On Monday, Vogel will return to Indiana for the first time since he was let go when his Orlando Magic take on the Pacers. Hill, now with the Utah Jazz, expects his former coach to have mixed emotions.
“For him at the moment, his heart is probably burning,” Hill said, per Josh Robbins of the Orlando Sentinel. “Just the way that the organization treated him towards his exit was very unfair. I think the guy did a phenomenal job. I think he deserved a little bit more respect than what he got. But that’s how they handled it. Vogel took it like a man and moved on. I’m just happy that he had another opportunity to come in and change another program around.”
The Pacers and Magic are both 4-6, so it’s far too early to tell if the right decision was made. Vogel expects the return to be an “emotional” one.
“I’m sure it’ll be emotional,” he said. “[I have] a lot of strong ties there still, a lot of great memories. It’s endless. [I spent] nine years there. My daughters were basically raised there. I became a head coach in the NBA there. Some of my best basketball moments of my life were coaching the Pacers.”
The Pacers obviously believed Vogel could not get them over the hump after the team finished 45-37 last year and lost in the first round of the playoffs. Time will tell if Nate McMillan can do a better job.
Magic head coach Frank Vogel has a bold solution to the dilemma posed by the influx of bodies into the Orlando frontcourt this summer: start Aaron Gordon at the 3.
In the team’s introductory press conference for new signee Bismack Biyombo on Thursday, Vogel was asked how he plans to juggle his lineups for next season with Biyombo, Serge Ibaka, and Jeff Green all joining the mix down low this summer to go along with Aaron Gordon and Nikola Vucevic.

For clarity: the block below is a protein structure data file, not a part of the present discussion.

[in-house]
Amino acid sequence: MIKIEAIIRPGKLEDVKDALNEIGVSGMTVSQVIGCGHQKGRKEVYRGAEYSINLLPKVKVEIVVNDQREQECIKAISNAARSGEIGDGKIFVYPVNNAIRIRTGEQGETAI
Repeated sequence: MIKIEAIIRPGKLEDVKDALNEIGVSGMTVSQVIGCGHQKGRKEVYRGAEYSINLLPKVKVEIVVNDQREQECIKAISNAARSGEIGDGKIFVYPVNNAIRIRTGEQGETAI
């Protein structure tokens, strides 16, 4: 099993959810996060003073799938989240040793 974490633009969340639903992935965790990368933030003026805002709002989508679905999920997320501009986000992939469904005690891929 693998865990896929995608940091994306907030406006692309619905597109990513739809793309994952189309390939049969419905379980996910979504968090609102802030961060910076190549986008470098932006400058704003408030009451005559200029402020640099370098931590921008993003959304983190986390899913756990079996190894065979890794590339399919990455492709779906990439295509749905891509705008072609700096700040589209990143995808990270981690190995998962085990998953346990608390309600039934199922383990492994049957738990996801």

“With Serge probably starting at the 4, [Aaron] would probably start at the 3,” Vogel said. “But the way the league plays in today’s NBA, you have to the ability to play a guy like Aaron at the 4. A guy as versatile as Aaron is, what position he plays is a lot of times predicated on the players around him. Serge Ibaka’s not here, then he’s the 4 for us. Serge Ibaka’s here, he’s gonna play the 3, and we’re gonna be really long, and that’s exciting.”
The 20-year-old Gordon is known at this stage of his career as an elite dunker, but he’s a long, athletic defender who has both the foot speed and the strength to check multiple positions on the defensive end, including small forwards. Gordon is still developing his three-point shot (he connected at a 29.6 percent clip on 142 attempts from deep last season), so he could clog Orlando’s spacing from the small forward position should he not show vast improvement on his jumper. But starting him next to an elite floor-stretching big in Ibaka and a lights-out midrange shooter in Vucevic should be a workable fix for Orlando’s offense.
With his ability, as Vogel mentioned, to shift down to the 4 in certain matchups alongside Green or Biyombo, Gordon should be the pivot that unlocks all sorts of juicy lineup combinations for the Magic next season. And while Vogel ran somewhat imperfect rotations during his time with the Pacers, he looks to be up to the challenge of finding minutes for all of his talented new toys in Orlando next year.